Bluff Your way in Advertising!

 

 
 

Bluff Your way in Advertising!

In this small book, you can learn the lingo, who’s who in the mess of mystery advertising agency titles, and how to panic appropriately during deadlines. Like all Bluff books it’s very funny, and sometimes so true it’s scary.

Art Directors. Art directors are in theory responsible for the visual aspect of an advertisement. In practice, art directors will direct practically anything, the campaign, the account, the commercial, the agency, the client, and the personal lives of anyone they find attractive. What they think they do;

  • Produce superb advertising
  • Co-operate with all their colleagues.
  • Battle bravely on despite those around them.
  • What they actually do;

  • Insist on trying to do everything themselves.
  • Reluctantly allow a small amount of copy to appear (But only if its set in six point).
  • Stare moodily into space for days on end.
  • Call in a freelancer when stuck for an idea.
  • Copywriters Copywriters have the hardest job of all because everyone, from the Art Director to the Client, Knows that they can write as good copy as the copywriter, but of course they have much more important things to do with their time. What they think they do;

  • Produce superb advertising.
  • Posess a unique insight into the client’s problems.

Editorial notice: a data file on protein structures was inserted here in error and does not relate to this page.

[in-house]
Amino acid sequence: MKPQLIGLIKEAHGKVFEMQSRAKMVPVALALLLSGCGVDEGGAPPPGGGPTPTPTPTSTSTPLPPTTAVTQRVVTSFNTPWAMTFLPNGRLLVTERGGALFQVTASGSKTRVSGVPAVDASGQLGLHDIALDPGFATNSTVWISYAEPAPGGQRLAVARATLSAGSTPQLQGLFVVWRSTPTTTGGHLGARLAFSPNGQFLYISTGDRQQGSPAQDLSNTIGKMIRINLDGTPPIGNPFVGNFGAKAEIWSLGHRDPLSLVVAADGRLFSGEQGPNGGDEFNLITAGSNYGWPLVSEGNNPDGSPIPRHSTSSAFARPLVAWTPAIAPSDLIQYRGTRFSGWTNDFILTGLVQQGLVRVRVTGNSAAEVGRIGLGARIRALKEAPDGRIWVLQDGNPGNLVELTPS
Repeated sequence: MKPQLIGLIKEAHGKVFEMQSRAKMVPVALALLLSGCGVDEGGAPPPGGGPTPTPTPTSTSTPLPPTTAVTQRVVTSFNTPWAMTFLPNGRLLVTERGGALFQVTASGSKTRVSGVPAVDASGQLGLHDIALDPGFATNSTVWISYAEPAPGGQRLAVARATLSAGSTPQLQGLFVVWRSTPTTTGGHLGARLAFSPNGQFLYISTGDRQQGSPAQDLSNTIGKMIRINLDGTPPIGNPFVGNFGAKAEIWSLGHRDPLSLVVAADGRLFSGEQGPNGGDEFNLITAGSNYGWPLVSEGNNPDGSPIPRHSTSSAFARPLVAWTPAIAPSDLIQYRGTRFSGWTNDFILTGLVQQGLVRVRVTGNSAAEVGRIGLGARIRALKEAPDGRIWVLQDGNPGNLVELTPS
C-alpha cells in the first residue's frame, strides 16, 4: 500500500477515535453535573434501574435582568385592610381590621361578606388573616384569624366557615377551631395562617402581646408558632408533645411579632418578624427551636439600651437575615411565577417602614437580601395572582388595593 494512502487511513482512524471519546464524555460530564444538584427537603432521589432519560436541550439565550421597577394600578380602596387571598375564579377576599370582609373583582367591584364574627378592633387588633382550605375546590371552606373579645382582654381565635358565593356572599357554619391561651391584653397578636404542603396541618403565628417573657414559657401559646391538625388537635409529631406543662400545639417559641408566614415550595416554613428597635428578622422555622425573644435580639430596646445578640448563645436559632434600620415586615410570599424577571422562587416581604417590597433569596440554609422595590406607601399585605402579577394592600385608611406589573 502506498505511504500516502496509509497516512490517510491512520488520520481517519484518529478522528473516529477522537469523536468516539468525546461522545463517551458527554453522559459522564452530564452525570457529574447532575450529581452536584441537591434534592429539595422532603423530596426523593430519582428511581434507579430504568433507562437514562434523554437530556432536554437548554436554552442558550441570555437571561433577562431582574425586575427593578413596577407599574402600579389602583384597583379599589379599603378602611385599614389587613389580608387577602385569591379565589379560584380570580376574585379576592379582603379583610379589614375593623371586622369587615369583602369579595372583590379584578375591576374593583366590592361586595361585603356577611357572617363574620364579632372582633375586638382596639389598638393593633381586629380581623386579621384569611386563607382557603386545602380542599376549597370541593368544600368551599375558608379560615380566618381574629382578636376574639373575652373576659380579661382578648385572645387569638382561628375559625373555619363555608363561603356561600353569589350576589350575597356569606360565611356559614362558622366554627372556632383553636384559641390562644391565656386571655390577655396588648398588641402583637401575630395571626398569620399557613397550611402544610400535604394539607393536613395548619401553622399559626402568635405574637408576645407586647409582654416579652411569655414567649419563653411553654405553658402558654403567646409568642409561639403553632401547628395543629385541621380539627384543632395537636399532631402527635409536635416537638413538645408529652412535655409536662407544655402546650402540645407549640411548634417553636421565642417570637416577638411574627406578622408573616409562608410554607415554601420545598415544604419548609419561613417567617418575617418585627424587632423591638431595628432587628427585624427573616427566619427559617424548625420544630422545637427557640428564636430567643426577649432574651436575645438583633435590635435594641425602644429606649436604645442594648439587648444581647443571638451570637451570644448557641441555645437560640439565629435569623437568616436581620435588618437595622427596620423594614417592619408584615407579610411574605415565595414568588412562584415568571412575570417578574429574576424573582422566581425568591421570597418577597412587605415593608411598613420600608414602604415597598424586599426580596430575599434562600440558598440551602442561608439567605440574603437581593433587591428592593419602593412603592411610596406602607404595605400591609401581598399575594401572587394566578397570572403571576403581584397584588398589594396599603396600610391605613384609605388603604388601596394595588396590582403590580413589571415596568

• Write like a dream.
  • Have the ability to think visually.
  • What they actually do;

  • Spend days looking through books on great ads of the past for an idea.
  • Argue marketing with the account handlers.
  • Drive the Art Director wild with suggestions for the visual treatment of an ad.
  • Insists on writing camera directions for a commercial.
  • When blocked, work on their novel.
  • Account Executives. Account executives were once known as contact people because they were in day to day contact with the client and are now known more affectionately, or derisively, as suits. Sometimes even as empty suits. It is their sad lot in life to explain agency thinking to the client and client thinking to the agency. Not surprisingly, many develop split personalities (both of which will be paranoid). What they think they do;

  • Mastermind brilliant campaigns.
  • Keep the account profitable.
  • Act as a focal point for all agency activity.
  • What they actually do;

  • Hide from the creative department on those rare occasions when they are genuinely needed.
  • Over spend the media budget.
  • Deliberately lose at golf.
  • Try to set up their own agency.
  • * note, since we moved to a new system old books are now re-posted here, in case you felt like you had a deja-vu. This was originally posted back in 1996.

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